By Fredrick P. Niemann, Esq. of Hanlon Niemann & Wright, a Freehold, NJ Zoning Attorney
Part 1 of this series discussed what the Time of Application rule is as well as a brief background. Part 2 will continue to expand on my last post.
In reviewing an appeal from a local zoning decision, an appellate court “determines whether the Board followed statutory guidelines and properly exercised its discretion.” The zoning board’s determination will be set aside “only when it is arbitrary, capricious or unreasonable,” and will not be disturbed in the absence of a “clear abuse of discretion.”
“Although a municipality’s informal interpretation of an ordinance is entitled to deference…the meaning of an ordinance’s language is a question of law that the Courts review de novo.” Similarly, the trial judge’s determination as to the meaning of the ordinance is not entitled to any deference in an appellate analysis.
When interpreting a statute, the goal of the Court “is to ascertain and effectuate the Legislature’s intent.” When the plain language of a statute is clear on its face, “the sole function of the courts is to enforce it according to its terms.” If the statute “’is subject to varying plausible interpretations,’ or when literal interpretation of the statute would lead to a result that is inherently absurd or at odds with either public policy or the overarching statutory scheme of which it is a part,” the court “may consider extrinsic sources, including ‘legislative history, committee reports, and contemporaneous construction.’”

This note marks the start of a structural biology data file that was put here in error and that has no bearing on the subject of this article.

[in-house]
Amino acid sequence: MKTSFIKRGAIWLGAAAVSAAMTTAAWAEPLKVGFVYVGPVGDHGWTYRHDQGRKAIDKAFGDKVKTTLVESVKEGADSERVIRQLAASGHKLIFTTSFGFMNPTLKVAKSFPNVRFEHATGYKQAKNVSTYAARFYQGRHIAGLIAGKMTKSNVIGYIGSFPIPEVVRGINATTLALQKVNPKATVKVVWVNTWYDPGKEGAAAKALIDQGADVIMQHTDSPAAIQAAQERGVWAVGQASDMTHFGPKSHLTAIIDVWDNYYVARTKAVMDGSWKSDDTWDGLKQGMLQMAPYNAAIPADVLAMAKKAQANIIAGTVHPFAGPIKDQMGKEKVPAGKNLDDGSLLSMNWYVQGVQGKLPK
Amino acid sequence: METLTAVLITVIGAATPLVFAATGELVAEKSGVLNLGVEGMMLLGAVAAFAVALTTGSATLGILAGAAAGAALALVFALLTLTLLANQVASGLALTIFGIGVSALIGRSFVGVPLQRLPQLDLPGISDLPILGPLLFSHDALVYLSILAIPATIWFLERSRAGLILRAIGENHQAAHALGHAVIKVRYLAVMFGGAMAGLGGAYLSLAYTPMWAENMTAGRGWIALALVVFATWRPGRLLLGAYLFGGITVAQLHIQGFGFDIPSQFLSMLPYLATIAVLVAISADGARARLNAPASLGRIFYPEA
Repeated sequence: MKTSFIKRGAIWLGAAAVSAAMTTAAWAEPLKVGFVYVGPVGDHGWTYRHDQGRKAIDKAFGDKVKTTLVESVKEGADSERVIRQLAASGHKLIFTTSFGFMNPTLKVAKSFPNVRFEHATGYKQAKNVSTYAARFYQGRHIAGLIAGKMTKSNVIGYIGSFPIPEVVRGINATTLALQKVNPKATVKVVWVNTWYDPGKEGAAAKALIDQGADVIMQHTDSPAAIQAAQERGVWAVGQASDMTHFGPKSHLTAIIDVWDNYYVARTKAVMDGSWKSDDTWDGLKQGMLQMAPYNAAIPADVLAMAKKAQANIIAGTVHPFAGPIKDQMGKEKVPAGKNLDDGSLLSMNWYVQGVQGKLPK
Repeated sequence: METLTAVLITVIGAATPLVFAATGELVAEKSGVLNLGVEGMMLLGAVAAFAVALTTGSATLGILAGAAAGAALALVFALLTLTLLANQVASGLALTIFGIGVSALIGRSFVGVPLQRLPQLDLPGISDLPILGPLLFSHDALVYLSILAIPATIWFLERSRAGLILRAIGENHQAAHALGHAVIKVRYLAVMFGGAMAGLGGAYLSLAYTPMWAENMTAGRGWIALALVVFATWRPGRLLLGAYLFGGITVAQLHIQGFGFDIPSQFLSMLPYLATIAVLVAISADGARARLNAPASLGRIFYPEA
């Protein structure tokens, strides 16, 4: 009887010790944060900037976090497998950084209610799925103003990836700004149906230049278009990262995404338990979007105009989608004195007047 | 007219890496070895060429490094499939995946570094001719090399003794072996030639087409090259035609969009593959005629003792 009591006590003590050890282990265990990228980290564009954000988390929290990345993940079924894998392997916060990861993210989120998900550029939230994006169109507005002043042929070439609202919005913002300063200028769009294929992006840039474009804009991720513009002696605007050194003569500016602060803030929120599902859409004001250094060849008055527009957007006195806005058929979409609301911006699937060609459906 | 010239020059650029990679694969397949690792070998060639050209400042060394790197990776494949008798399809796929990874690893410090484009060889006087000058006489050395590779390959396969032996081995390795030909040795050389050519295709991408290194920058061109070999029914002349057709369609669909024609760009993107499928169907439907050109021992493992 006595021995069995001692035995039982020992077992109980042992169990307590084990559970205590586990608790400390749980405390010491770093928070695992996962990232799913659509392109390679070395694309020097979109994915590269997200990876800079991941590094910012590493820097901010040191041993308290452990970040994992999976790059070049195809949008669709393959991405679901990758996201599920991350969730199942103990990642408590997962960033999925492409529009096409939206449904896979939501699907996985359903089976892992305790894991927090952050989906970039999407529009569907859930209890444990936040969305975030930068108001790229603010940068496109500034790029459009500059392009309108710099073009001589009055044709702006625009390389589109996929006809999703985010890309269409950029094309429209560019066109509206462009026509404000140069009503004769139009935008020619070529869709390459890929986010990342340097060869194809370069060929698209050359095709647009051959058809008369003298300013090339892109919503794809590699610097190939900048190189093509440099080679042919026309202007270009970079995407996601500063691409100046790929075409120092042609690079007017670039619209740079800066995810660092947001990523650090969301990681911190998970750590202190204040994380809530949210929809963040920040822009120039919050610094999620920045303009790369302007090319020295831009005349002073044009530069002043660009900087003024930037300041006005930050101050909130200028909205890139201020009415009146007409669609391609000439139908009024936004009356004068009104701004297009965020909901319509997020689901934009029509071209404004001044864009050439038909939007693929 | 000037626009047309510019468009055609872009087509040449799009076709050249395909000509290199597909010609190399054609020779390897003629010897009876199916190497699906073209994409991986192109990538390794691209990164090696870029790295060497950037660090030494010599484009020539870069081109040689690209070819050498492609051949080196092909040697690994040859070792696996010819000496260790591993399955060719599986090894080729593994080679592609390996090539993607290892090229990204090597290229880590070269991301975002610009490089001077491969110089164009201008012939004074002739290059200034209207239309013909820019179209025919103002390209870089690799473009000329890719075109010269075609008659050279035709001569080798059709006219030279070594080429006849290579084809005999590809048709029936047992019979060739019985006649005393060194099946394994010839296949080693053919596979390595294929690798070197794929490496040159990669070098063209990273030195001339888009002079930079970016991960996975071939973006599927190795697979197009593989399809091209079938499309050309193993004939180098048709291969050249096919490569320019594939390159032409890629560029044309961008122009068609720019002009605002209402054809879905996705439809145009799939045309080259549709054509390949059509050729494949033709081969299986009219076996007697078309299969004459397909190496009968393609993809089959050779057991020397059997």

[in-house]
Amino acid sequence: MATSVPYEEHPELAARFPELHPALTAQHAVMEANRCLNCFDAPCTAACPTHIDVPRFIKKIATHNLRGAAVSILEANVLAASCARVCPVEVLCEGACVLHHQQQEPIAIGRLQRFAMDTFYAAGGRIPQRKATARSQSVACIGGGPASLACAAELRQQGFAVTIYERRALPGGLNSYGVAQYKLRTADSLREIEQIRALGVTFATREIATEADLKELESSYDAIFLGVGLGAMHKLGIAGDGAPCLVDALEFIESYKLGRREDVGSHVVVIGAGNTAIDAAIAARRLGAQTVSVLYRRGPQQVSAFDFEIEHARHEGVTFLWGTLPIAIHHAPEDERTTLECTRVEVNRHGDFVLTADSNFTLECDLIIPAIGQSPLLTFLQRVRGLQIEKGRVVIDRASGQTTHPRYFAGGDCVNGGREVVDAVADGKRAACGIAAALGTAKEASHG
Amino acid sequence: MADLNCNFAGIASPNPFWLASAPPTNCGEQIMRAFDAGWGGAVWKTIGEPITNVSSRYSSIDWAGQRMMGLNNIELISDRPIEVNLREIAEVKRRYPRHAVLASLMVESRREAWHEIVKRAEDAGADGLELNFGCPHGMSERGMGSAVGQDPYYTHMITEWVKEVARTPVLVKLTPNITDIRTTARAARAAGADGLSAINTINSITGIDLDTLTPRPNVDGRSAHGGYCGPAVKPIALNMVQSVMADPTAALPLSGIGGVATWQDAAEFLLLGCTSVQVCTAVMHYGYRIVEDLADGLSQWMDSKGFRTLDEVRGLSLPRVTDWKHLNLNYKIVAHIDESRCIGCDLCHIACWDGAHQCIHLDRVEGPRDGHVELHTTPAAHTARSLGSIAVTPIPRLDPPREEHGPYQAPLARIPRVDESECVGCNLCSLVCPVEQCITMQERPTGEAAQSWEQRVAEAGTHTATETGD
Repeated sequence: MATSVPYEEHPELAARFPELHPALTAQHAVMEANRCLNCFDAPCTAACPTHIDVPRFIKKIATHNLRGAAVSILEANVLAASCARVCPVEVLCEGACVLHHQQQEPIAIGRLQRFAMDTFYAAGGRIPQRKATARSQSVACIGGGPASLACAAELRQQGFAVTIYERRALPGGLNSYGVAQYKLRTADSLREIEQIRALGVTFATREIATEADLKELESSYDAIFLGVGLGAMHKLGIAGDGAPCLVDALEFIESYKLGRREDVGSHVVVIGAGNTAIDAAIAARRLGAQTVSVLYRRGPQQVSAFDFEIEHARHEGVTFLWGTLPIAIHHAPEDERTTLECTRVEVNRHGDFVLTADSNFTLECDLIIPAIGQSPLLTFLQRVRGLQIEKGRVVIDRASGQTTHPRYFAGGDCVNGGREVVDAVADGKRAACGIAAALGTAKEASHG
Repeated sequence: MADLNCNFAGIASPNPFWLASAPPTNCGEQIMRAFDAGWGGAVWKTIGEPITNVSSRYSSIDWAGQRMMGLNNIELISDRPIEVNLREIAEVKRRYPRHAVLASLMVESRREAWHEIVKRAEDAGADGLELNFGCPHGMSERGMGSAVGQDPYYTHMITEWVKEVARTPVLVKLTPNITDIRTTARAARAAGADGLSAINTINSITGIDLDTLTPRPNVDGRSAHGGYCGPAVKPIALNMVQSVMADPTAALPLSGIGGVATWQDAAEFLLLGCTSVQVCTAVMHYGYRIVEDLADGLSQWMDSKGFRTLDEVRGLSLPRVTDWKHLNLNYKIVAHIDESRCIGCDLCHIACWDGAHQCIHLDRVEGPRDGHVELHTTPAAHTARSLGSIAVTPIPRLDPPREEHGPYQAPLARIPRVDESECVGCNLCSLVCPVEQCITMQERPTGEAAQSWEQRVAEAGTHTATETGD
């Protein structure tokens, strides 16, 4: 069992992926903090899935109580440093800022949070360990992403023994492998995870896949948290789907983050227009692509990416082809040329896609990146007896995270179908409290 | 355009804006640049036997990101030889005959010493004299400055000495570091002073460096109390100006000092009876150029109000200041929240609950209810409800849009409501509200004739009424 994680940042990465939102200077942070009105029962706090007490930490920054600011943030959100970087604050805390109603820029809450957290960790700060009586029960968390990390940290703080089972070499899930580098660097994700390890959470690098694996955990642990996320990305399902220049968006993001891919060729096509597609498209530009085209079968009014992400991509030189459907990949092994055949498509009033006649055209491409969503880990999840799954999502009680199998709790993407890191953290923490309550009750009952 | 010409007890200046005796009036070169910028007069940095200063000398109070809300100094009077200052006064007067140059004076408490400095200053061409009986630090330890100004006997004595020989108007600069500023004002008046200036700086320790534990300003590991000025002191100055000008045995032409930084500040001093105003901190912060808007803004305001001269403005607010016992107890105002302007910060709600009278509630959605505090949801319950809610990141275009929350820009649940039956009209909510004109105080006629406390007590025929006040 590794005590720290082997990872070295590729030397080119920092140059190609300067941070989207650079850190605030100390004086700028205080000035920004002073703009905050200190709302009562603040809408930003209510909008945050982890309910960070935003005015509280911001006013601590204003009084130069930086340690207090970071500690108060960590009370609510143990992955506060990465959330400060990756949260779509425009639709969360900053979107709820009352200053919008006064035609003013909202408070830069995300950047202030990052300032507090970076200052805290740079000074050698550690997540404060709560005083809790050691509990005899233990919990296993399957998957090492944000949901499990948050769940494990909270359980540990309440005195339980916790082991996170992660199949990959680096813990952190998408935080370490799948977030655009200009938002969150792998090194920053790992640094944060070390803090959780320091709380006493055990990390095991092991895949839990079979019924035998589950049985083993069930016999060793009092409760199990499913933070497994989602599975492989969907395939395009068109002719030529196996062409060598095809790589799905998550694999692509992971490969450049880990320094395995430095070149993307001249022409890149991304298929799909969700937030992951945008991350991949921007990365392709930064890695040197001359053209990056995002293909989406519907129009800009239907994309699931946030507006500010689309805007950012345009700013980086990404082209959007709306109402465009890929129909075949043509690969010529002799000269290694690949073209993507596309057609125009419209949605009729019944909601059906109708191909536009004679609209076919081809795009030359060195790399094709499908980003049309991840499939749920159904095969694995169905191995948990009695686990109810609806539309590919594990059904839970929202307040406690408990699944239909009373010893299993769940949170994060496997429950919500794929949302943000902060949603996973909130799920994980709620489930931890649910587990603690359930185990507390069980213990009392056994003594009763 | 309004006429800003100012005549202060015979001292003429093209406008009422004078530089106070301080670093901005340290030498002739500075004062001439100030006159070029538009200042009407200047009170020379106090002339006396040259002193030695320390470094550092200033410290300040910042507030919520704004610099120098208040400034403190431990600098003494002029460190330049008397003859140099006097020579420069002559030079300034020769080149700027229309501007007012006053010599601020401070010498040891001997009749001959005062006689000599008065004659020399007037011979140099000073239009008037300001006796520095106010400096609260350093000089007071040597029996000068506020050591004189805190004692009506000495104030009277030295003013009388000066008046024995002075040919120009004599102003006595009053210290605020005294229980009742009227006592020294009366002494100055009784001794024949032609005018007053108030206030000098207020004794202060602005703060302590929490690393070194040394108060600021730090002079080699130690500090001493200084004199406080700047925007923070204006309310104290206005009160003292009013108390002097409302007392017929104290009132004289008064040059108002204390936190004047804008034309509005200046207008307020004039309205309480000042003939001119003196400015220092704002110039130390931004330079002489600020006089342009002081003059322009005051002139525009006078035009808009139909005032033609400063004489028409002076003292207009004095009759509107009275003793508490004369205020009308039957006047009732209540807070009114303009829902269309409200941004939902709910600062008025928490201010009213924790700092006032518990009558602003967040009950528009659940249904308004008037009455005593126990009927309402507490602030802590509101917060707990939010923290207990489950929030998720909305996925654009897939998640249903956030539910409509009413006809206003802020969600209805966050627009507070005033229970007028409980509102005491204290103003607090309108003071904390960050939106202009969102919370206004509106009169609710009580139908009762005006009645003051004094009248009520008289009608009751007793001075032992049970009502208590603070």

The protection afforded by N.J.S.A. 40:55D-10.5 is triggered by the submission of an application for development.” It is beyond dispute, said the appellate court that a submission for an “application for development” as used in N.J.S.A. 40:55D-10.5 need not be a “complete” application.
On its face, the statute does not require a “complete” application, a fact confirmed by the MLUL’s definition of “application for development,” N.J.S.A. 40:55D-3. Even if it were necessary to explore extrinsic evidence to interpret this language, the legislative history offers compelling evidence that the Legislature considered and rejected requiring a complete application for the time of application statute to apply.
To discuss your NJ Zoning matter, please contact Fredrick P. Niemann, Esq. toll-free at (855) 376-5291 or email him at email@example.com. Please ask us about our video conferencing consultations if you are unable to come to our office.